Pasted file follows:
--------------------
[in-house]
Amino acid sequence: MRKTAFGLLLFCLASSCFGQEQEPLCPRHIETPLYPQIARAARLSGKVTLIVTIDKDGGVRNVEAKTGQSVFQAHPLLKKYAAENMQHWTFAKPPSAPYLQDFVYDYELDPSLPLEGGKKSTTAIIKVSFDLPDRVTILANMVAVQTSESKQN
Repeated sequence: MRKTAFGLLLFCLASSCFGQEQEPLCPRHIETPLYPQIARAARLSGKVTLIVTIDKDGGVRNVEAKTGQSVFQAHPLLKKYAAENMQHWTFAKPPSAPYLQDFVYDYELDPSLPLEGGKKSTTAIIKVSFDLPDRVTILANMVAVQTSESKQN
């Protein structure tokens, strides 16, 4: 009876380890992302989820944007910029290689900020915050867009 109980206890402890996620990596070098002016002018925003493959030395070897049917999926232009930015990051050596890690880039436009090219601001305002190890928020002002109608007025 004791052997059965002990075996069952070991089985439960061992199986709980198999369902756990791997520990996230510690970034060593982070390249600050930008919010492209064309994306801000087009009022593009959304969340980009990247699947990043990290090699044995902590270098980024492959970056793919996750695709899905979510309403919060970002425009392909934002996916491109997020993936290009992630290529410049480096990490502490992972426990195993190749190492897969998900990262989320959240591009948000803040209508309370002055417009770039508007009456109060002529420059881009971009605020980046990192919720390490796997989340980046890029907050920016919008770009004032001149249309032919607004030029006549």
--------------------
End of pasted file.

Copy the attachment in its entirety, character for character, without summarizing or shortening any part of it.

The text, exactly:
[in-house]
Amino acid sequence: MRKTAFGLLLFCLASSCFGQEQEPLCPRHIETPLYPQIARAARLSGKVTLIVTIDKDGGVRNVEAKTGQSVFQAHPLLKKYAAENMQHWTFAKPPSAPYLQDFVYDYELDPSLPLEGGKKSTTAIIKVSFDLPDRVTILANMVAVQTSESKQN
Repeated sequence: MRKTAFGLLLFCLASSCFGQEQEPLCPRHIETPLYPQIARAARLSGKVTLIVTIDKDGGVRNVEAKTGQSVFQAHPLLKKYAAENMQHWTFAKPPSAPYLQDFVYDYELDPSLPLEGGKKSTTAIIKVSFDLPDRVTILANMVAVQTSESKQN
């Protein structure tokens, strides 16, 4: 009876380890992302989820944007910029290689900020915050867009 109980206890402890996620990596070098002016002018925003493959030395070897049917999926232009930015990051050596890690880039436009090219601001305002190890928020002002109608007025 004791052997059965002990075996069952070991089985439960061992199986709980198999369902756990791997520990996230510690970034060593982070390249600050930008919010492209064309994306801000087009009022593009959304969340980009990247699947990043990290090699044995902590270098980024492959970056793919996750695709899905979510309403919060970002425009392909934002996916491109997020993936290009992630290529410049480096990490502490992972426990195993190749190492897969998900990262989320959240591009948000803040209508309370002055417009770039508007009456109060002529420059881009971009605020980046990192919720390490796997989340980046890029907050920016919008770009004032001149249309032919607004030029006549």